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Colton's Makayla Johnson gets first glimpse of National High School Finals Rodeo

The soon-to-be-junior was surprised to find that "The World's Largest Rodeo" in Rock Springs, Wyo. turned out to be bigger than she had first imagined.


Colton's Makayla Johnson and her horse Bennie's Mate compete in the cutting competition during the July 13-19 National High School Finals Rodeo at the Sweetwater Events Complex in Rock Springs, Wyo. (Photo courtesy of Shawna Johnson)Colton’s Makayla Johnson knew that the National High School Finals Rodeo is also known as “The World’s Largest Rodeo.”

But it wasn’t until she arrived in Rock Springs, Wyo., last week and got to compete among the more than 1,500 contestants from 42 U.S. States, five Canadian provinces, and Australia, that she understood that the NHSFR's nickname was no exaggeration.

Johnson fell short of reaching the finals in both the girls’ cutting and pole bending events, but gained experience that she hopes will pay dividends heading into her junior year.

Next year, she won't be a first-timer in awe.

“It was a great learning experience,” Johnson said by phone from Wyoming. “It was so much bigger than I had imagined. It was like nothing I’d ever experienced before, that’s for sure.

“On a scale of one to 10, I’d rate my performance a six or seven. I learned so much that I’m excited to bring back with me and start working on making next season even better than the season I had this year.”

The July 13-19 NHSFR featured 13 performances, beginning with a single, evening performance on Sunday, July 13, following by two performances — morning and evening — over the next six days.

Johnson made her first appearance with her cutting horse, Bennie’s Mate, during Tuesday’s evening performance. She then came back with her pole bending horse, Kassi, during Wednesday’s morning and evening shows, and then finished up a second round of cutting in Thursday’s morning performance.

Her cutting scores of 131 and 125 were solid for someone who only started cutting competitively six months ago, but lagged behind the overall leaders, who posted scores in the 140-150 range.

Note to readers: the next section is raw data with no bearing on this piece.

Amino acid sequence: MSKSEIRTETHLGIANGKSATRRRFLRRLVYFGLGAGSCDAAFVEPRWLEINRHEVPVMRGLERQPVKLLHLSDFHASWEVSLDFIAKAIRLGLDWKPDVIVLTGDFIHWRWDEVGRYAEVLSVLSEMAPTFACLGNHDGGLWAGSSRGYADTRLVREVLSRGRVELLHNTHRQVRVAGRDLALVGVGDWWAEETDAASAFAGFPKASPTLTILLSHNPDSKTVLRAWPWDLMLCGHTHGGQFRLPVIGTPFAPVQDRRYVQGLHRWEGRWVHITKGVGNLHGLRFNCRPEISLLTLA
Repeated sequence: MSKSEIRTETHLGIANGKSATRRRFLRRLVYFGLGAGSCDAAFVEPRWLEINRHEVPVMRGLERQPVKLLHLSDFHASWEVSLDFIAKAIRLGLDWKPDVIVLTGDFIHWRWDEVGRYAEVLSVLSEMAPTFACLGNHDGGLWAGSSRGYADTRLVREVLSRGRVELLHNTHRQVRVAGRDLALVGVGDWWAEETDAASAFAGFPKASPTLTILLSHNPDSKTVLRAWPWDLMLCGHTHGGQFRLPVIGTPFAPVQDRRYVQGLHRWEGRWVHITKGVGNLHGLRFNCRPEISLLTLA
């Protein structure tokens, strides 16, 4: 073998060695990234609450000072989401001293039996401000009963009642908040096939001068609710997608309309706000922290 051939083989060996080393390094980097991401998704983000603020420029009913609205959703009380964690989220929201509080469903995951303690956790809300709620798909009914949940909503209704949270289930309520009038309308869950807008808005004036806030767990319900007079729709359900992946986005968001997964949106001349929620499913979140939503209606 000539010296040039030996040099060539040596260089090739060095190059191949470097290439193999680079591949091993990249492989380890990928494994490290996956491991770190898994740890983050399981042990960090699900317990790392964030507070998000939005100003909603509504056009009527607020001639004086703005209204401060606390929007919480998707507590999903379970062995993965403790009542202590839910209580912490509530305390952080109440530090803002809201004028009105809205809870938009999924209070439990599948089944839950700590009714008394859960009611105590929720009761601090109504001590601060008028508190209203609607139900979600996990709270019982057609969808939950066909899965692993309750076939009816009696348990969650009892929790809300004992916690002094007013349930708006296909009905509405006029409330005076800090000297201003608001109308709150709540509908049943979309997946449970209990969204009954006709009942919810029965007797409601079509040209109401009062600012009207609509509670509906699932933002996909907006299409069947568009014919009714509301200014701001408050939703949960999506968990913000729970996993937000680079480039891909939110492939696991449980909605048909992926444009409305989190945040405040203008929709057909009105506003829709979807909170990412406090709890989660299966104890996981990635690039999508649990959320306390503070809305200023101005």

“My horse and I did great,” Johnson said. “Bennie was on it. It was the biggest herd of cows I’ve ever gone into with 46 cows. The biggest I’d ever gone into before was 20-something. So that was nerve-wracking, but I had some of the best turn-backs I’ve had, ever.

“Bennie and I have the capability to score better. It just takes a little bit of time to start figuring her out and getting her to work good. Most of the girls that scored 140 and better were from Texas and Oklahoma where that’s all they do is cutting. They’ve been cutting their whole life. I’ve been doing it for six months.”

She has an inkling about things she’d like to work on with her cutting trainer, Cara Rose Tuggle, when she returns to Colton.

In pole pending, the stronger of her two events, Johnson got off to a rocky start with a time of 26.792 seconds, which included a 5-second penalty for hitting a pole. She then went 21.533 on her second go-round.

“I was so nervous, I thought I was going to get sick before I ran poles the first time,” Johnson said. “I messed up and I hit a pole my first run, so that was a bummer, because I hadn’t hit a pole all season. The one time I do, it’s at nationals, but that’s OK.”

Johnson said the best part was sharing the experience with her family and meeting so many people from other parts of the country.

“It’s wonderful to know how nice and helpful people are from other places,” Johnson said. “At Nationals, everyone just wants to help you do the best you can. That’s really nice, because you don’t always have that in a high competition like this.”

Johnson’s parents, Shawna and Randy, were happy that their daughter enjoyed his first trip to the national finals.

“Going to Nationals is a chance of a lifetime,” Randy Johnson said. “You never know if she’s going to make it back. The horses have to be healthy, mom and dad have to be healthy, the kid has to be healthy, you know what I mean? It’s a lot things coming together, and the horses are a big part of it, because it only takes one little thing, one little injury to change everything.

“Makayla is a sophomore and most of the kids there were seniors. So to get here as a sophomore, we’re pretty proud of her. We hope she learned a lot, and if she makes it next time, hopefully she won’t be as stressed out.”

If she had it to do over again, Johnson said she would try to be more aggressive.

“I would come in stronger to my first go and not choke up,” she said. “I’d just go for it … hard, all the way. I made it here, so there’s nothing to lose now. That was the mindset I should have come in with, and I didn’t.

“So, that was kind of a bummer, but, hey, I learned from it and it’s great that I got this experience.”

Jim Beseda / This email address is being protected from spambots. You need JavaScript enabled to view it.

(503) 829-2301



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